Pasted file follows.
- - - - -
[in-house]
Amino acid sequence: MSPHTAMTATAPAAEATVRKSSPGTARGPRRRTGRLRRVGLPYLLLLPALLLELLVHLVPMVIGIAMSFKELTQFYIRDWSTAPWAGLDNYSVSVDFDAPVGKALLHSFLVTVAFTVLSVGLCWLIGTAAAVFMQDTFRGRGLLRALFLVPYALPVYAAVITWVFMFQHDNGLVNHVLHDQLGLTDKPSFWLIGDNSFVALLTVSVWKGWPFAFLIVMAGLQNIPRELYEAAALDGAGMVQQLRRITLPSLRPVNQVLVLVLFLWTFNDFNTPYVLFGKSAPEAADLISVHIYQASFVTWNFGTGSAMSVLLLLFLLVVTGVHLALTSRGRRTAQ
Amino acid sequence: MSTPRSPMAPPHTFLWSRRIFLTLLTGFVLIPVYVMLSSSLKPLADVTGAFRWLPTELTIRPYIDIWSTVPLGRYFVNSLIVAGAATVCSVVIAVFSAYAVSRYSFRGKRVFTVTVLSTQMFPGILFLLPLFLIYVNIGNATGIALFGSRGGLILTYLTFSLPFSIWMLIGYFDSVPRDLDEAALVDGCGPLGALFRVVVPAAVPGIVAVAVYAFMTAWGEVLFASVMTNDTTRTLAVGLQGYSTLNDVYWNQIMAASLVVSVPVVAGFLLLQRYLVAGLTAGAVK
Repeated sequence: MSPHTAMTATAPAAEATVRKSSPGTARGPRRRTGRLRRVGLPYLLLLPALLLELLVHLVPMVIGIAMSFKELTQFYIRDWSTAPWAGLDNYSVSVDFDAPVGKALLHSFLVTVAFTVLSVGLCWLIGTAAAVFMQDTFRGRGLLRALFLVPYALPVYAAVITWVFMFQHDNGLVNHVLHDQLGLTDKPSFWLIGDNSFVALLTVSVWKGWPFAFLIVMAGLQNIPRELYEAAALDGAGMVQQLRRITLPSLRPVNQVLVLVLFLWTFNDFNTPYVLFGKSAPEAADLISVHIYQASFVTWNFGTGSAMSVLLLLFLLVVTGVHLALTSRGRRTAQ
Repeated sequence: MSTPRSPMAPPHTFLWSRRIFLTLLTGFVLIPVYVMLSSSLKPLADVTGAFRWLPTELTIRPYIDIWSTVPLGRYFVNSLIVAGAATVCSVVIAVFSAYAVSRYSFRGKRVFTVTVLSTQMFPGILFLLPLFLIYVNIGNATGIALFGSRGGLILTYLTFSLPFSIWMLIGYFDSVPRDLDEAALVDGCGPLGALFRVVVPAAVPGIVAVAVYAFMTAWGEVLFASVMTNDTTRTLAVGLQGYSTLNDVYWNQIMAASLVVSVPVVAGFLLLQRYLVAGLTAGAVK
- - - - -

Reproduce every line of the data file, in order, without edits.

[in-house]
Amino acid sequence: MSPHTAMTATAPAAEATVRKSSPGTARGPRRRTGRLRRVGLPYLLLLPALLLELLVHLVPMVIGIAMSFKELTQFYIRDWSTAPWAGLDNYSVSVDFDAPVGKALLHSFLVTVAFTVLSVGLCWLIGTAAAVFMQDTFRGRGLLRALFLVPYALPVYAAVITWVFMFQHDNGLVNHVLHDQLGLTDKPSFWLIGDNSFVALLTVSVWKGWPFAFLIVMAGLQNIPRELYEAAALDGAGMVQQLRRITLPSLRPVNQVLVLVLFLWTFNDFNTPYVLFGKSAPEAADLISVHIYQASFVTWNFGTGSAMSVLLLLFLLVVTGVHLALTSRGRRTAQ
Amino acid sequence: MSTPRSPMAPPHTFLWSRRIFLTLLTGFVLIPVYVMLSSSLKPLADVTGAFRWLPTELTIRPYIDIWSTVPLGRYFVNSLIVAGAATVCSVVIAVFSAYAVSRYSFRGKRVFTVTVLSTQMFPGILFLLPLFLIYVNIGNATGIALFGSRGGLILTYLTFSLPFSIWMLIGYFDSVPRDLDEAALVDGCGPLGALFRVVVPAAVPGIVAVAVYAFMTAWGEVLFASVMTNDTTRTLAVGLQGYSTLNDVYWNQIMAASLVVSVPVVAGFLLLQRYLVAGLTAGAVK
Repeated sequence: MSPHTAMTATAPAAEATVRKSSPGTARGPRRRTGRLRRVGLPYLLLLPALLLELLVHLVPMVIGIAMSFKELTQFYIRDWSTAPWAGLDNYSVSVDFDAPVGKALLHSFLVTVAFTVLSVGLCWLIGTAAAVFMQDTFRGRGLLRALFLVPYALPVYAAVITWVFMFQHDNGLVNHVLHDQLGLTDKPSFWLIGDNSFVALLTVSVWKGWPFAFLIVMAGLQNIPRELYEAAALDGAGMVQQLRRITLPSLRPVNQVLVLVLFLWTFNDFNTPYVLFGKSAPEAADLISVHIYQASFVTWNFGTGSAMSVLLLLFLLVVTGVHLALTSRGRRTAQ
Repeated sequence: MSTPRSPMAPPHTFLWSRRIFLTLLTGFVLIPVYVMLSSSLKPLADVTGAFRWLPTELTIRPYIDIWSTVPLGRYFVNSLIVAGAATVCSVVIAVFSAYAVSRYSFRGKRVFTVTVLSTQMFPGILFLLPLFLIYVNIGNATGIALFGSRGGLILTYLTFSLPFSIWMLIGYFDSVPRDLDEAALVDGCGPLGALFRVVVPAAVPGIVAVAVYAFMTAWGEVLFASVMTNDTTRTLAVGLQGYSTLNDVYWNQIMAASLVVSVPVVAGFLLLQRYLVAGLTAGAVK